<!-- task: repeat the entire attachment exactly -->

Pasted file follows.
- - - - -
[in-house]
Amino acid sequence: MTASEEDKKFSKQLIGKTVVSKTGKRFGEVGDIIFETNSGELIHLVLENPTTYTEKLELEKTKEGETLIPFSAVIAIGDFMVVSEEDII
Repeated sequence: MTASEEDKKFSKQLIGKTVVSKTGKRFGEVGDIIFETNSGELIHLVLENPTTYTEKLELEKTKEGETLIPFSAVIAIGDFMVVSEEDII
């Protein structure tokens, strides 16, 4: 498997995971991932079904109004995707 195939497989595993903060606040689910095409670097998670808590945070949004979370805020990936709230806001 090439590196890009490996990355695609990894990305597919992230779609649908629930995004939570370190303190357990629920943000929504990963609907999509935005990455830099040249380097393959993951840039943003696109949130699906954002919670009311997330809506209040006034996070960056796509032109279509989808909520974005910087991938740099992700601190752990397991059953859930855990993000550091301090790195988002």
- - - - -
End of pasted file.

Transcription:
[in-house]
Amino acid sequence: MTASEEDKKFSKQLIGKTVVSKTGKRFGEVGDIIFETNSGELIHLVLENPTTYTEKLELEKTKEGETLIPFSAVIAIGDFMVVSEEDII
Repeated sequence: MTASEEDKKFSKQLIGKTVVSKTGKRFGEVGDIIFETNSGELIHLVLENPTTYTEKLELEKTKEGETLIPFSAVIAIGDFMVVSEEDII
């Protein structure tokens, strides 16, 4: 498997995971991932079904109004995707 195939497989595993903060606040689910095409670097998670808590945070949004979370805020990936709230806001 090439590196890009490996990355695609990894990305597919992230779609649908629930995004939570370190303190357990629920943000929504990963609907999509935005990455830099040249380097393959993951840039943003696109949130699906954002919670009311997330809506209040006034996070960056796509032109279509989808909520974005910087991938740099992700601190752990397991059953859930855990993000550091301090790195988002």